"Obama: Cutting Unemployment Benefits Could Cost 1 Million Jobs"
"We should continue to make sure that if you're one of the millions of Americans out there looking for a job you can get the unemployment insurance that your tax dollars contributed to. That will also put money in people's pockets and more customers in stores. In fact, if Congress fails to extend the payroll tax cut and the unemployment insurance benefits that I've called for, it could mean one million fewer jobs and half-a-percent less growth. This is something we could do immediately. Something we could do as soon as Congress gets back."
The discussion that I offered before for Pelosi applies equally well here.
UPDATE: Carney gets asked about how new unemployment benefits could create 1 million jobs. A video is available here. Wall Street Journal's Laura Meckler had this exchange with Jay Carney at Wednesday's WH briefing.
Q I understand why extending unemployment insurance provides relief to people who need it, but how does it create jobs?
MR. CARNEY: Oh, it is by -- I would expect a reporter from the Wall Street Journal would know this as part of the entrance exam just to get on the paper -- (laughter.) But the -- no, seriously. It is one of the most direct ways to infuse money into the economy because people who are unemployed and obviously aren’t earning a paycheck are going to spend the money that they get. They're not going to save it; they're going to spend it. And unemployment insurance, that money goes directly back into the economy dollar for dollar virtually. So it is -- and when it goes back in the economy, it means that everywhere that those people -- everyplace that that money is spent has added business. And that creates growth and income for businesses that then lead them to making decisions about job -- more hiring.
So there are few other ways that can more directly put money into the economy than providing unemployment insurance.
Q And why since it's been extended have we seen unemployment not drop, in fact?
MR. CARNEY: Well, look, this is "what would have happened" argument. But we have seen is, what is it, 2.4 million private sector jobs created. And this year there’s -- I mean, again, this is not just -- I encourage you, and I know that you all have good contacts in that world, but economic analysts wholly unaffiliated with this administration would tell you, and told you back late last year, that the combination of the payroll tax cut and extension of unemployment insurance would have a direct, measurable impact on job creation, so that of the jobs created this year, a certain number -- however many tens or hundreds of thousands of jobs -- can be attributed to those actions taken and pushed by the President last year, which is why he feels so strongly they ought to be done again as we continue to emerge from this recession.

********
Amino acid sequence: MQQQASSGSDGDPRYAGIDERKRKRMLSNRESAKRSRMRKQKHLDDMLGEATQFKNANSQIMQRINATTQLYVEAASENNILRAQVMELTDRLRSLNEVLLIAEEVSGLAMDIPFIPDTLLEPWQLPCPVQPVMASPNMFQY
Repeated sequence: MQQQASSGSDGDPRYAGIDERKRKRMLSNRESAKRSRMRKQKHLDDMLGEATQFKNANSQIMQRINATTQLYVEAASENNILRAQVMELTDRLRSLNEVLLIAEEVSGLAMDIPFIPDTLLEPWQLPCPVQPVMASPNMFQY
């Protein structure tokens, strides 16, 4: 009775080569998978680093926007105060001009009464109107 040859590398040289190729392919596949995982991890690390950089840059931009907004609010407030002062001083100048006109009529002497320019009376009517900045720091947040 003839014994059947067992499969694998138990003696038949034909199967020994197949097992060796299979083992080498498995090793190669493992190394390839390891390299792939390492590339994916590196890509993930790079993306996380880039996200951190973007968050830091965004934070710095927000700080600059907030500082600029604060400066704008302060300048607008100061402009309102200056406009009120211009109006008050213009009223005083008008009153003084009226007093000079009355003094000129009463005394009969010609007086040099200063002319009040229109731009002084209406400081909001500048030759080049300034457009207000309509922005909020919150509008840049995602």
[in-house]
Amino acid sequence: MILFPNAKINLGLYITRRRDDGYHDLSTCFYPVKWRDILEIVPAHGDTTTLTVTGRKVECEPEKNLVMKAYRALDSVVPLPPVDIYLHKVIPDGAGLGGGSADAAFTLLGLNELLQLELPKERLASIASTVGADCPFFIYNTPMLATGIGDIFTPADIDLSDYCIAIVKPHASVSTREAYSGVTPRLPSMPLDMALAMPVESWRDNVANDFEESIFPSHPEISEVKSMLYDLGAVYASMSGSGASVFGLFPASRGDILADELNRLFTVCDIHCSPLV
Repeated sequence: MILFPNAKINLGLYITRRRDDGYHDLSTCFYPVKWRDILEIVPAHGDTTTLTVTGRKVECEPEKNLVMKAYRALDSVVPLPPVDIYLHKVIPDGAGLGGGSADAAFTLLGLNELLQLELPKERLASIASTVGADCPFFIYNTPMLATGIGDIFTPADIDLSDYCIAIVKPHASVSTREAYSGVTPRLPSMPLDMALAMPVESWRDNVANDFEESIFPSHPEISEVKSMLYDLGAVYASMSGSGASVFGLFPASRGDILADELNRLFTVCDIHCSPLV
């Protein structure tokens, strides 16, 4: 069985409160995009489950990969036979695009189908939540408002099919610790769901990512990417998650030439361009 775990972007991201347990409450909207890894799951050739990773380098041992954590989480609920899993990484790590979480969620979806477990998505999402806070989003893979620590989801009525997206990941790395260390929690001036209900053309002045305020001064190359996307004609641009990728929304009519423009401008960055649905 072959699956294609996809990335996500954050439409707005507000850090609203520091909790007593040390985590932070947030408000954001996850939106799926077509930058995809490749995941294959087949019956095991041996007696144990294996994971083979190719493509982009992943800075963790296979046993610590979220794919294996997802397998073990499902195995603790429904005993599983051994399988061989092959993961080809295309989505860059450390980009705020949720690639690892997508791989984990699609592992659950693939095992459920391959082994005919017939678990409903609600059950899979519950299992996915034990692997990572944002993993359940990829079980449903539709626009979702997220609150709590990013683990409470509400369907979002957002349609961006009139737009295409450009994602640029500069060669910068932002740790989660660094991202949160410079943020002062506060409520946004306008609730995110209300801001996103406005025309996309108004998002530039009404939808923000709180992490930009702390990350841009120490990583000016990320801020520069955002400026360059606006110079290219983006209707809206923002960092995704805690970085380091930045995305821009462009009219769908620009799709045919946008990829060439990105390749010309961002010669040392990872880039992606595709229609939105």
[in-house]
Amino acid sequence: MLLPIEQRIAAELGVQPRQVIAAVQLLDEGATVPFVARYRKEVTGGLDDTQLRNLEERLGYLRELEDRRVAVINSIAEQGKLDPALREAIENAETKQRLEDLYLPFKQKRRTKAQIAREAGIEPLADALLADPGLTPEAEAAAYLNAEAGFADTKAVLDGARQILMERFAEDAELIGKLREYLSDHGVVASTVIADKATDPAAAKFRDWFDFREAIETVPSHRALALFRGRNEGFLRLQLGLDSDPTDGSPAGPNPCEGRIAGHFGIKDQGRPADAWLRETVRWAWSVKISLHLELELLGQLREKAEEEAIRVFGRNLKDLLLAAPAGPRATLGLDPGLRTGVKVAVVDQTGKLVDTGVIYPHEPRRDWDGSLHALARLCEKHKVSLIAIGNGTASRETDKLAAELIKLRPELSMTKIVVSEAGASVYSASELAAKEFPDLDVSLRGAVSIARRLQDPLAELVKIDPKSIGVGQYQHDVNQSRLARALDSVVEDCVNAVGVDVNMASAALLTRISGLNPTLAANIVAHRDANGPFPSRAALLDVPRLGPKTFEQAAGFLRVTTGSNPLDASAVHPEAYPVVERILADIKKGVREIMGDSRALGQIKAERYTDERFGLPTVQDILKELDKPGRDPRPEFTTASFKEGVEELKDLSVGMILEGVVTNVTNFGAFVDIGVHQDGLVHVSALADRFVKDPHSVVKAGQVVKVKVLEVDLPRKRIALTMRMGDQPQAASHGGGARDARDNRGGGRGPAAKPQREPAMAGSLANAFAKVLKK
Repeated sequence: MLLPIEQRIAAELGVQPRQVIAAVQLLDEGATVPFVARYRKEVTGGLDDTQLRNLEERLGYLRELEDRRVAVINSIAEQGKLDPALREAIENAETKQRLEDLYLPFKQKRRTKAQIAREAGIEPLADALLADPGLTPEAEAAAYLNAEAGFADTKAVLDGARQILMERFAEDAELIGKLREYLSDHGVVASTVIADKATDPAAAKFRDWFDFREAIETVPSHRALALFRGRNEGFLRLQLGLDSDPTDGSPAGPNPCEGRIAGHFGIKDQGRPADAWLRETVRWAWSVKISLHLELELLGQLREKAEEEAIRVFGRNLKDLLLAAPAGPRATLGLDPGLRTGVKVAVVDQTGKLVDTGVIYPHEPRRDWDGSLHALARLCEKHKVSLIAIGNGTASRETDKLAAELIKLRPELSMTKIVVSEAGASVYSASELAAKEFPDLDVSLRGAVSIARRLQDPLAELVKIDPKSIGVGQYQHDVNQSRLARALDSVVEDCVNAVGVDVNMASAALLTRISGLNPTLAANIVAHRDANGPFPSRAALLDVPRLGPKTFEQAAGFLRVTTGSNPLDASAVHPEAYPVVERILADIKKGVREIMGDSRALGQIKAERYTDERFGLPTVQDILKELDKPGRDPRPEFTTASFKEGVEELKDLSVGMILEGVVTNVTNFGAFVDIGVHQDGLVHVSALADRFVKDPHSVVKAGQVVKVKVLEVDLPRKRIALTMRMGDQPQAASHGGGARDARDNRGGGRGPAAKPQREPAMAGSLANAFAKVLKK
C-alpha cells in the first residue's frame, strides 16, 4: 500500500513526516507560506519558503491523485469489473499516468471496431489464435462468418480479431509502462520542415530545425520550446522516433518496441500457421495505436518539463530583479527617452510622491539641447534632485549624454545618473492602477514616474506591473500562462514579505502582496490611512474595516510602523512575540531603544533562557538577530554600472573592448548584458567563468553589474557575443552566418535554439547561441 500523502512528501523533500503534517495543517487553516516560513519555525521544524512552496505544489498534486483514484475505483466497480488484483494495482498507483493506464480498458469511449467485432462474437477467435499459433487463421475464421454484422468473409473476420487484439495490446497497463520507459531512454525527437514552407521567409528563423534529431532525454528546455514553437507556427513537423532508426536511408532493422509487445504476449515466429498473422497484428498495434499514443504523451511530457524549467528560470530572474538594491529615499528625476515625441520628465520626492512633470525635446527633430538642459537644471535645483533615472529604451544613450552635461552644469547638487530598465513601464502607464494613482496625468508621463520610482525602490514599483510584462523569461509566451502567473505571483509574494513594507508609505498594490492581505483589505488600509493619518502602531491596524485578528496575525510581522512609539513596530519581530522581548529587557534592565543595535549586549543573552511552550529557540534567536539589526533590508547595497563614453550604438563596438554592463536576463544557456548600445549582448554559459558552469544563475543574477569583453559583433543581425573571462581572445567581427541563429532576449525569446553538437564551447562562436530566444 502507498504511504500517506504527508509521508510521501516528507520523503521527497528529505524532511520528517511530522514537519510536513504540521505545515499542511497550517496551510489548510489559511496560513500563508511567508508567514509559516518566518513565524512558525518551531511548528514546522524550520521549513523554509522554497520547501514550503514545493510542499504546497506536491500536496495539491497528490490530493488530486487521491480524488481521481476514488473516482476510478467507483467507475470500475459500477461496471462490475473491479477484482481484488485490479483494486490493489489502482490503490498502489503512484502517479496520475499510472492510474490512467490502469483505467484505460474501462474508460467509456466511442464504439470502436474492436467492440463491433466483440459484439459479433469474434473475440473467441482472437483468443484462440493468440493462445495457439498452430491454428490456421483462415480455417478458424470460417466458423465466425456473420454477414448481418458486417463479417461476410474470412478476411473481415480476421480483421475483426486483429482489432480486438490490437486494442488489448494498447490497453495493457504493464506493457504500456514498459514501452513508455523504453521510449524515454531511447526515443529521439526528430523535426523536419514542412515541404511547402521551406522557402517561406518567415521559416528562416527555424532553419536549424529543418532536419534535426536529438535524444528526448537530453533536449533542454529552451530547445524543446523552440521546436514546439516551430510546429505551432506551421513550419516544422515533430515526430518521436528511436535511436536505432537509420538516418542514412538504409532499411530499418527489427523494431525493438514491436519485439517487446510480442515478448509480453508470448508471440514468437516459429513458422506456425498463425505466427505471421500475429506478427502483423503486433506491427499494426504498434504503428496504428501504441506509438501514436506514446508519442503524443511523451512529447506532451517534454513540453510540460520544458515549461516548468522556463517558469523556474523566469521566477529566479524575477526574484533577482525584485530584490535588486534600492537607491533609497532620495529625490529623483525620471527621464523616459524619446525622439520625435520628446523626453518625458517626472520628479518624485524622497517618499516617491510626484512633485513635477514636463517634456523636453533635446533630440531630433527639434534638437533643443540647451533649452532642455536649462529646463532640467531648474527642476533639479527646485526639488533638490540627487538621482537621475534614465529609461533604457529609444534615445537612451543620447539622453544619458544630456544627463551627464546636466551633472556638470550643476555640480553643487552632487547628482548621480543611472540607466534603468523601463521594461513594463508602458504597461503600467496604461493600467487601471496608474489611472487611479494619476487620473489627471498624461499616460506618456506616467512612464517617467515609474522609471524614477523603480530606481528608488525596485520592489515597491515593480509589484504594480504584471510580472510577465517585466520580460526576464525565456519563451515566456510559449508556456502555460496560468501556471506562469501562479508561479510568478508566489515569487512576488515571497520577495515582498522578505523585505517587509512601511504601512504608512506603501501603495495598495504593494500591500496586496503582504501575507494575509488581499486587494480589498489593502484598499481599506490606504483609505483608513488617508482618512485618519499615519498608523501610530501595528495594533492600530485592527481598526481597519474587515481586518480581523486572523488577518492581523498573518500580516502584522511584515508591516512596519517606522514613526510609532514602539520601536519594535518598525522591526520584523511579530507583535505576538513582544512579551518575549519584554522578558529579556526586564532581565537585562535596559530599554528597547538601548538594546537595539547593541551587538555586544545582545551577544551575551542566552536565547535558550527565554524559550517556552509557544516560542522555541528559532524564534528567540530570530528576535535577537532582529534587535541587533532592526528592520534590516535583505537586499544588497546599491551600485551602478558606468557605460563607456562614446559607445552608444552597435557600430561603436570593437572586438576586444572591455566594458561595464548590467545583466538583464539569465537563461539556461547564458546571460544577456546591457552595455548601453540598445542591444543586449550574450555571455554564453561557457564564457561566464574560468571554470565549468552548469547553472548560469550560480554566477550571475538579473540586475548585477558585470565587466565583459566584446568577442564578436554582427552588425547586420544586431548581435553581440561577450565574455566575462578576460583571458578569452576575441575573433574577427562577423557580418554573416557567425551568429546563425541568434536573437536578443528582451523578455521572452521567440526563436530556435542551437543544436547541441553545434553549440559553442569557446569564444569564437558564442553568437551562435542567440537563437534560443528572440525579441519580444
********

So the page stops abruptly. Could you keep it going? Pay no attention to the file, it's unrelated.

So that's why he believes very strongly we ought to extend the payroll tax and extend unemployment insurance.
Q And is the best argument that you can put forward to people for these things that if we do this again, it won’t necessarily get any better, but it won’t get any worse --
MR. CARNEY: Laura, you know that's not how it works. You know that we have to do a variety of things to grow the economy and create jobs. This is one thing that economists of all stripes agree will directly affect growth, and a half percentage point, I believe, in growth is what economists estimate the payroll tax cut would provide. Is it half? Plus the UI? Something like that. Anyway, there’s -- and up to a million jobs. So we do that, and we have that positive impact next year.
That doesn't mean that's the only thing we do. And obviously, there are other economic factors that, as we’ve seen this past year, some which we can control and some we can’t. I mean, we can’t -- we cannot estimate what a natural disaster that might happen next year, what impact it might have on the global economy. But we can take action that does have a direct impact. . . .
Now the same thing is being claimed for food stamps.
See also this discussion.